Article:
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Issue 65 – February 2018


In this issue


Personal Fitness Children’s Activities All Hail The Colour of 2018 Councillor’s Update Crossing The River Thames

    

The Independent Magazine for Strawberry Hill

Local History | Events | Community News | Local Businesses | Features





Welcome to TW



Fashion Focus

This month

EBRUARY has arrived and I hope you are feeling suitably romantic as Valentine’s Day approaches. While love isn’t only in the air on the 14th of February, it’s a nice excuse to be particularly sweet to that special person in your life and say it with flowers, chocolates, jewels! Or even just words...

All Hail The Colou

r of 2018

THE COLOUR OF THE FUTURE LTRA VIOLET - PANTONE 18 – 3838 has been announced as the the Pantone Institute colour of the year by .Their choice is on research into worldwide colour based plus their unfailing trends Leatrice Eiseman ly accurate predictions. , Director, describe as ‘communicating d the colour thinking that propelsingenuity and visionary us towards the It shone brightly future’. on the latest Spring/S ummer designer cat walks and it will definitel y be finding its way into wardrobes. It comes our in many shades of purples, lobelia, violet, and – so the good news plums is there’s a shade of purple to suit all skin tones.


All Hail The Colour of 2018 Page 2

MYTHICAL, POWERF UL There’s an interesti AND PRESTIGIOUS PURPLE early as the 15th ng history to purple. As century BC a purple was produced dye from snail called murex. a rare Mediterranean Sea drop and thousan Each shell produced a tiny ds produce one kilo. of shells were needed to In Greek mytholo believed that Hercules gy it was discovered it when his dog picked up a developed a purple murex on the beach and mouth! In the Roman Empires , only the Emperor nobility had the or right to wear the 4th Century BC colour. By the its labour intensiv and rarity meant e production this dyed cloth became as valuable as silver and gold and this contributed to the colour’s long association with power and prestige.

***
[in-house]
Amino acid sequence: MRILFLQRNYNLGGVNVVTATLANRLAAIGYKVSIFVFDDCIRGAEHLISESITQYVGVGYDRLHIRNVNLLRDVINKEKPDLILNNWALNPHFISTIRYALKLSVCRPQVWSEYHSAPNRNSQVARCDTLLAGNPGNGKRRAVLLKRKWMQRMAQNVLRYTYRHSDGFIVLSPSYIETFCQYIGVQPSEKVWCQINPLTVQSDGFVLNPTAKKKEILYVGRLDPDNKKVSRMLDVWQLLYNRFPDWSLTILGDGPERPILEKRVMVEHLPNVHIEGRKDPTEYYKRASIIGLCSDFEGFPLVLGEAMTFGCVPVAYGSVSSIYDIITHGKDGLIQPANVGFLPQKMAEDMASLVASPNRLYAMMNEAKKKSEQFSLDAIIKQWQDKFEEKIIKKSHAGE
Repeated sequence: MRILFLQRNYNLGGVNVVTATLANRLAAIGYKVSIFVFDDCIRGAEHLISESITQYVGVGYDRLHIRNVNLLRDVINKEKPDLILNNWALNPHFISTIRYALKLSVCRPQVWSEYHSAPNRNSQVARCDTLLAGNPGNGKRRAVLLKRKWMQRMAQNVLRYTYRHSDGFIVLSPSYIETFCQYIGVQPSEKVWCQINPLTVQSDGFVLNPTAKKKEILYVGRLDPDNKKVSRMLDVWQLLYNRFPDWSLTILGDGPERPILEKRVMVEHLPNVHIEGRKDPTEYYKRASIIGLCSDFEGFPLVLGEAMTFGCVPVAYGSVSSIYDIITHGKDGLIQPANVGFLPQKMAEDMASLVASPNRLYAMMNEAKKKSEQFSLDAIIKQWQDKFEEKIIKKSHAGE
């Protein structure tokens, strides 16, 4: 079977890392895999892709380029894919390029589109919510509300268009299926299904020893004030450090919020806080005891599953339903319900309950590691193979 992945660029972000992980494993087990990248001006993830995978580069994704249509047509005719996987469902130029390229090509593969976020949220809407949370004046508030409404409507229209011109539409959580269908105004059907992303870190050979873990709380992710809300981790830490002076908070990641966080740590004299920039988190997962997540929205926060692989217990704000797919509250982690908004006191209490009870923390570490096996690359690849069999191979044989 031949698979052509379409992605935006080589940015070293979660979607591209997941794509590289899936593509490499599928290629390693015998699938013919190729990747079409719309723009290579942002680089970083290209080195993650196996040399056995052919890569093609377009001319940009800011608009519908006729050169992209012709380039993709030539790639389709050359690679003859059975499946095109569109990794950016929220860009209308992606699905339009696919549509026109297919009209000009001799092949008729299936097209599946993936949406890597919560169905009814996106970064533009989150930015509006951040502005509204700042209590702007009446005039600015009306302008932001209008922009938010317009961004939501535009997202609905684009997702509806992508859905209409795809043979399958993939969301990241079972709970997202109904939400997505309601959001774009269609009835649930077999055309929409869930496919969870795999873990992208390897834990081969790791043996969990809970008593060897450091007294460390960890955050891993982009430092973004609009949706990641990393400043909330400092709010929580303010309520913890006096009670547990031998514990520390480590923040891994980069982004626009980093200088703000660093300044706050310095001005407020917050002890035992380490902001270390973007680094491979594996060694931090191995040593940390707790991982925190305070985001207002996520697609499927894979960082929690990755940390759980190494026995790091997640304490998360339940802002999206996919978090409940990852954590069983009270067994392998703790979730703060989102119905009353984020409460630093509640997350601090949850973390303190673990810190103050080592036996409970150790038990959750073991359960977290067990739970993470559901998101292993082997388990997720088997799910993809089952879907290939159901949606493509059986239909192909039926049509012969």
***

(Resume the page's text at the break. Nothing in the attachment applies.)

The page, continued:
As the days get longer and the weather warms, am I wrong to think we are getting the hang of this 2018 business by now? It’s starting to fit a bit better perhaps. So it is timely that local personal stylist Julia van den Berg shares insights into the hot colour for 2018, see page 2. While local Personal Trainer Jessica Rashleigh, helps us stay on track with our fitness goals, in case your resolutions are beginning to wobble, see page 16 for inspiration. With our regular columns and a round up of what is going on locally, I hope you enjoy this issue of TW Mag and look forward to seeing you again next month.

2 | TW MAG

Roll forward to 1856 the chemist William when accidentally discoverPerkin ed the purple shade of mauve in his laborato ry when he

was just eighteen years old. At the looking for a cure time he was for compound aniline. malaria using the organic transformed into He discovered that aniline a crude mixture extracted with alcohol produce which when d a substance with an intense purple colour. The first synthetic pigment was born and quickly became accessible to all. This discovery made William Perkin a very wealthy man. Purple has a mystica l and spiritual is said to reflect quality and creativity, individu non-conformity. ality Over the past century and linked to organisa it’s been tions, brands, pop and fashion icons: – In 1908 the Suffrage ttes wore purple represent loyalty to and dignity – Cadburys have used purple it to wrap their chocolate since 1914

– In the 60’s and 70’s purple was psychedelia and linked to Jimmy Hendrix’ s Purple Haze. – More recently , in 2017 Pantone produced Love symbol #2 to honour his love of purple. the pop Icon Prince and Why wait to wear this exciting colour and Summer? in Spring Embrace it now and forward for the remainder of the be fashion of 2018. colder months

– February 2018

Contents Welcome – Page 1 All Hail The Colour of 2018 – Pages 2 & 3 Events Listing – Pages 4 & 6 Crossing The River Thames – Pages 8, 9 & 11 Children’s Activities – Pages 12 & 13


Children’s Puzzle – Page 14 What wouldn’t We Do For Our Children – Page 16

Dawn Stoddart, Publisher

TW Magazines Tel: 07952 558326 @TWmagazines

Councillor’s Update – Page 18 Local Contact Information – Page 19